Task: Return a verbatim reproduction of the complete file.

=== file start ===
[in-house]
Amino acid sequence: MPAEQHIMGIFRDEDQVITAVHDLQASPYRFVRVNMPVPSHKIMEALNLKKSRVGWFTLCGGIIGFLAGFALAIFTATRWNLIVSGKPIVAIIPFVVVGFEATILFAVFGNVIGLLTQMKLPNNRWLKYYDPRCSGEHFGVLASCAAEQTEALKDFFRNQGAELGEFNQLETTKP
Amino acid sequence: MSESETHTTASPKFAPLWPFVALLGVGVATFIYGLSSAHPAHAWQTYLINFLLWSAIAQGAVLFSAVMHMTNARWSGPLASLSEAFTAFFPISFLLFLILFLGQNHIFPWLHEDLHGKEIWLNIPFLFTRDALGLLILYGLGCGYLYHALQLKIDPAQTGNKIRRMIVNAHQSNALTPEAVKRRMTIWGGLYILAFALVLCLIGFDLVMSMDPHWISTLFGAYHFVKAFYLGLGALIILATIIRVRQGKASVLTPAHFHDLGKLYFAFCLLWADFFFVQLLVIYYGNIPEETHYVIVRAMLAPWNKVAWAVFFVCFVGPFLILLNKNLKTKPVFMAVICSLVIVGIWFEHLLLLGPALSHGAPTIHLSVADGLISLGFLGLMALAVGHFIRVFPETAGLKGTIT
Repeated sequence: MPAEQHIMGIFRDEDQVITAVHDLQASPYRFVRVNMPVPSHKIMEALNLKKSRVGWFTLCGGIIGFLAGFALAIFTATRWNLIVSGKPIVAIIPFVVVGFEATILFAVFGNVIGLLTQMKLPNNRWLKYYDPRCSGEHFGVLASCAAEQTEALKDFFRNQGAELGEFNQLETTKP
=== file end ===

[in-house]
Amino acid sequence: MPAEQHIMGIFRDEDQVITAVHDLQASPYRFVRVNMPVPSHKIMEALNLKKSRVGWFTLCGGIIGFLAGFALAIFTATRWNLIVSGKPIVAIIPFVVVGFEATILFAVFGNVIGLLTQMKLPNNRWLKYYDPRCSGEHFGVLASCAAEQTEALKDFFRNQGAELGEFNQLETTKP
Amino acid sequence: MSESETHTTASPKFAPLWPFVALLGVGVATFIYGLSSAHPAHAWQTYLINFLLWSAIAQGAVLFSAVMHMTNARWSGPLASLSEAFTAFFPISFLLFLILFLGQNHIFPWLHEDLHGKEIWLNIPFLFTRDALGLLILYGLGCGYLYHALQLKIDPAQTGNKIRRMIVNAHQSNALTPEAVKRRMTIWGGLYILAFALVLCLIGFDLVMSMDPHWISTLFGAYHFVKAFYLGLGALIILATIIRVRQGKASVLTPAHFHDLGKLYFAFCLLWADFFFVQLLVIYYGNIPEETHYVIVRAMLAPWNKVAWAVFFVCFVGPFLILLNKNLKTKPVFMAVICSLVIVGIWFEHLLLLGPALSHGAPTIHLSVADGLISLGFLGLMALAVGHFIRVFPETAGLKGTIT
Repeated sequence: MPAEQHIMGIFRDEDQVITAVHDLQASPYRFVRVNMPVPSHKIMEALNLKKSRVGWFTLCGGIIGFLAGFALAIFTATRWNLIVSGKPIVAIIPFVVVGFEATILFAVFGNVIGLLTQMKLPNNRWLKYYDPRCSGEHFGVLASCAAEQTEALKDFFRNQGAELGEFNQLETTKP